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It’s happened again. No, not another party at Downing Street

As the national dialogue is swamped with Partygate, yet another young woman has been killed. Her name was Ashling Murphy, she was 23 years old and she was going for a run.

A photograph of Ashling Murphy among flowers and candles during a vigil. Photo: Brian Lawless/PA Wire/PA Images.

It’s happened again.

The government has been swept up in the news of yet another party at Downing Street which broke the Covid restrictions the rest of the country endured. One was held the night before Prince Phillip’s funeral. The antics were so raucous that one staffer broke Wilf Johnson’s swing in the garden while another was sent to the Co-op with a suitcase to fill it with more alcohol.

But no, this isn’t what I’m referring to.

On Wednesday afternoon, Ashling Murphy, a 23-year-old teacher, was attacked and killed on the Grand Canal outside Tullamore, County Offaly, Ireland. A man in his 40s was arrested on Wednesday, questioned on Thursday but has since been released by police. No one has yet been charged.

Ashling was on a run at 4pm. It was daylight and she was on a public pathway. Women are told, repeatedly, not to walk home alone in the dark, not to drink too much, to text their friends when they get home and to hold their keys between their knuckles. Must we now add not running alone in the daylight to the arsenal of how to keep ourselves safe?

Every time I speak to my grandmother on the phone, she signs off with “and don’t walk in the dark on your own”. I always reply that I won’t. How do I now explain to her that walking, or running, in the daylight isn’t any safer? That it’s open season on women and has been for years.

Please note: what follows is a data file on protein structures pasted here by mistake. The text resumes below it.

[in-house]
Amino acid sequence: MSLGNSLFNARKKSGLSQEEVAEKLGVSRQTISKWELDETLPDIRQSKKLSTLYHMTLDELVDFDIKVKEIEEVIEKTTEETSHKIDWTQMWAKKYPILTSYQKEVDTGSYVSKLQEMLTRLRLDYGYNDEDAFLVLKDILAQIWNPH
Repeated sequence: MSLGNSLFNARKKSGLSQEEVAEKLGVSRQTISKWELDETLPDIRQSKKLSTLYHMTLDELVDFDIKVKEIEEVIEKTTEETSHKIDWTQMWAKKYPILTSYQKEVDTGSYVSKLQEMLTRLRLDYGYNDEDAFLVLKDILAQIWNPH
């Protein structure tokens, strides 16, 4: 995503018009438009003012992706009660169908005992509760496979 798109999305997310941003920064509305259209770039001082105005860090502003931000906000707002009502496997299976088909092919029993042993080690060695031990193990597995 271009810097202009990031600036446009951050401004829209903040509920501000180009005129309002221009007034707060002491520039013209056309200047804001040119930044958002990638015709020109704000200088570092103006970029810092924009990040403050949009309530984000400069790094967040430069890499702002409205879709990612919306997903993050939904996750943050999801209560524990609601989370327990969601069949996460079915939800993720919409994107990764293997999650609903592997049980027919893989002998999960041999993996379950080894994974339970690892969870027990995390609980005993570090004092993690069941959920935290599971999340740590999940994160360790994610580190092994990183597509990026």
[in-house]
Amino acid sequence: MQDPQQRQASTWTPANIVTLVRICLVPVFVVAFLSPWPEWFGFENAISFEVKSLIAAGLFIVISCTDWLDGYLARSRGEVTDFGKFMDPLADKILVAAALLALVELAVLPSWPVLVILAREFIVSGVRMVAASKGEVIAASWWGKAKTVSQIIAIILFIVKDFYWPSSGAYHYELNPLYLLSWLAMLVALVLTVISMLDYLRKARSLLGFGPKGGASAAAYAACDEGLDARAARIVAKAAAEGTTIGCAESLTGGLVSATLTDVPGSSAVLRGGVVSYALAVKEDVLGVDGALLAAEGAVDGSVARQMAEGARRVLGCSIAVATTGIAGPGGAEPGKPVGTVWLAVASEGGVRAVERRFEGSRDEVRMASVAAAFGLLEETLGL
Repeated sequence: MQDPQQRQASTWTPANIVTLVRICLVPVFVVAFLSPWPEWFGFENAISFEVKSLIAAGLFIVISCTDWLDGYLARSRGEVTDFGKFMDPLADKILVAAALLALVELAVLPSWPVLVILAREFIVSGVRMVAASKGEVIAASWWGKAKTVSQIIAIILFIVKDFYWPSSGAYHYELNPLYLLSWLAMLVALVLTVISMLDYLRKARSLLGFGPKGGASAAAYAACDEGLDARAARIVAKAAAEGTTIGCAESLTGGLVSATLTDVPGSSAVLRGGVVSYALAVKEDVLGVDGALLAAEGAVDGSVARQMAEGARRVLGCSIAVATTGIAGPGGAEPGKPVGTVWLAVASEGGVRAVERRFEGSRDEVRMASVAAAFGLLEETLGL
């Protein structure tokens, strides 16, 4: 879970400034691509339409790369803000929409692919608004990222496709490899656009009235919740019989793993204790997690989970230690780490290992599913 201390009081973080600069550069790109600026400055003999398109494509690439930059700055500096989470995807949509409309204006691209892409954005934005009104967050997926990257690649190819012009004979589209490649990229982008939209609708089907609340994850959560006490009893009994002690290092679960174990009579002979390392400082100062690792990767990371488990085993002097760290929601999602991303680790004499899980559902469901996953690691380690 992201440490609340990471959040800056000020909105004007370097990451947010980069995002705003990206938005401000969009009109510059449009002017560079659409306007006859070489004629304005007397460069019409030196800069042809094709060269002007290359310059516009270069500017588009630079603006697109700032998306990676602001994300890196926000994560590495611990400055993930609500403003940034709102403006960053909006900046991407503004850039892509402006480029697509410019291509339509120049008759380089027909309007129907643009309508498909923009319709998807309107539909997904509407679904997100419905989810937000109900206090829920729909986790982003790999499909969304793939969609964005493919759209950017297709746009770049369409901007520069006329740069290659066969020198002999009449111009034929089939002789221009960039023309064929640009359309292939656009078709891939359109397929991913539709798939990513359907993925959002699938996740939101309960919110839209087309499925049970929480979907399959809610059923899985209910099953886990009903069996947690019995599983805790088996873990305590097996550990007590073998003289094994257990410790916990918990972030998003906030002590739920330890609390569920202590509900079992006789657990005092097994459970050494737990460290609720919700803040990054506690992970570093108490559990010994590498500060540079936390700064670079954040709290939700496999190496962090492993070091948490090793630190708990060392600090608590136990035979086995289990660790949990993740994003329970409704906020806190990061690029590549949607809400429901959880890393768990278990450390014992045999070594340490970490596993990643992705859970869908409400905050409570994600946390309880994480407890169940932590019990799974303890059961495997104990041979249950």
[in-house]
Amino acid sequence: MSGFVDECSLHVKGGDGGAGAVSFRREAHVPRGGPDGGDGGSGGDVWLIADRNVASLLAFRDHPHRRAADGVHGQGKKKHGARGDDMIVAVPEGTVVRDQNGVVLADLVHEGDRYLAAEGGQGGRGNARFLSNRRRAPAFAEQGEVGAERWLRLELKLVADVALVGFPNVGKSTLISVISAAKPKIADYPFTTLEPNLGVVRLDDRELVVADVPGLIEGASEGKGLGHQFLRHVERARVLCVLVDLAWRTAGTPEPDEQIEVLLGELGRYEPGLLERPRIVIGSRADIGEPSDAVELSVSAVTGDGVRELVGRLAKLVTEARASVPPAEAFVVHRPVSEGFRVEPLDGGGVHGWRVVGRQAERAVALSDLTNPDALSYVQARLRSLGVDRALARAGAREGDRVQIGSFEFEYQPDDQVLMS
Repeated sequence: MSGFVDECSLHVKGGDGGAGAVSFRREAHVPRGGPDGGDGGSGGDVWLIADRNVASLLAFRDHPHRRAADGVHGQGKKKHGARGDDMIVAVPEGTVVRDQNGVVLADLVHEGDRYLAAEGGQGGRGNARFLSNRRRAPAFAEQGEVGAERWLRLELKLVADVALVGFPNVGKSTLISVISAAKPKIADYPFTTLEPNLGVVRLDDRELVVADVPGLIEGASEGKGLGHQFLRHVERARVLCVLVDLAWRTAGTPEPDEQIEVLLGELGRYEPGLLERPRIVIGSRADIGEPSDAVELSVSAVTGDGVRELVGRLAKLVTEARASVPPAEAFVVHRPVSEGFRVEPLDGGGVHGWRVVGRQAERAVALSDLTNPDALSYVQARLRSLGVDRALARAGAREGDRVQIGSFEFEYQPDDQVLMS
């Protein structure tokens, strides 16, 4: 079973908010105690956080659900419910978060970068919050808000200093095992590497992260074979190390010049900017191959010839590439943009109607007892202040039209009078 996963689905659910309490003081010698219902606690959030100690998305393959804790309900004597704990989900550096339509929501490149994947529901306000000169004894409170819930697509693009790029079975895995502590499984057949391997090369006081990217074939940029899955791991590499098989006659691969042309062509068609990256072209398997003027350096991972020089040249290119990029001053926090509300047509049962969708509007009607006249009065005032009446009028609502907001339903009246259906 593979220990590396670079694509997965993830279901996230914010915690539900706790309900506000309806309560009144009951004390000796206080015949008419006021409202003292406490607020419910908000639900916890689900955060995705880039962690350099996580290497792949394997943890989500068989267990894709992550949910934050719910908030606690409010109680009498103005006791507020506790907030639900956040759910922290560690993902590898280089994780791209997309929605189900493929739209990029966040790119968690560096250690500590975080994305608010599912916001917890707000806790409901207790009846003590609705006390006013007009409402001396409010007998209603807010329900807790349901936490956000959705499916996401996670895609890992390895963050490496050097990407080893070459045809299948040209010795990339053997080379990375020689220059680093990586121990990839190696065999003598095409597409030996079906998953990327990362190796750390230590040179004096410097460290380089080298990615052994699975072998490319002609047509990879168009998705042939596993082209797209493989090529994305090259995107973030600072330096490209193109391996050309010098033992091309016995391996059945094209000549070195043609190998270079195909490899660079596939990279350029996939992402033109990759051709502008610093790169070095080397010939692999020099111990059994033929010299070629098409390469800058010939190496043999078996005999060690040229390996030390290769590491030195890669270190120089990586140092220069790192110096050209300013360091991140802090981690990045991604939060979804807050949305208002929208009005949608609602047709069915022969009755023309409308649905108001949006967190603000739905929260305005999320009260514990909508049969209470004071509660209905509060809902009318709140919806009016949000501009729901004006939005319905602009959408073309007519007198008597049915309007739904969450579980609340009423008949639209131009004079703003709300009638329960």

Last year, Sarah Everard was walking home. Sabina Nessa was on the way to meet someone for a first date. The year is 14 days in, and now Ashling Murphy, who was just going for a run, joins this horrific list.

According to the Office of National Statistics (ONS), between March 2020 and 2021 207 women were killed. Between just March and October last year, at least 81 women were killed. Research from the Femicide Census, an organisation that collects information on men’s violence against women, found that over the last decade, nine out of ten killers were men. The figures verge on gruesome, but year after year nothing is changing.

Frustratingly, at the moment there seems to be more concern over the number of parties that were held at Number 10 – it’s at 16, for those keeping score.

Liz Truss wants the public to move on from Partygate. This won’t, and shouldn’t, happen. However, we have to have a broad enough bandwidth for issues that other matters don’t fall by the wayside in the wake of this.

Signs among candles and flowers during a vigil for Ashling Murphy. Photo: Brian Lawless/PA Wire/PA Images.

The fact that a 23-year-old woman cannot go for a run in the daylight without fear of getting attacked and killed is abhorrent. At the bare minimum, it deserves to be spoken about. As does the fact that in March last year, Wayne Couzens was able to kidnap and kill Sarah Everard by falsely arresting her for breaking the Covid restrictions put in place by a government that failed to adhere to them themselves.

So, this week it happened again. Yes, there was further news of more Downing Street parties, and it seems that in all likelihood there will be more. But, another young woman was killed where she should’ve been safe. Unless something drastic changes, it also seems in all likelihood it will happen again.

Women’s safety cannot lose its place in public discourse. Equally, the discussion cannot consist of having the same debate over and over again. Instead, the government should pay some attention to the issue – perhaps just while a staffer is on a booze run, suitcase in hand, to top up the drinks cabinet? It doesn’t matter that this happened in Ireland. It will happen again, in Britain.

It’s exhausting having the same conversation year after year when it comes to women’s safety. However, it is not nearly as exhausting as discussing the latest instalment of Partygate in its place.

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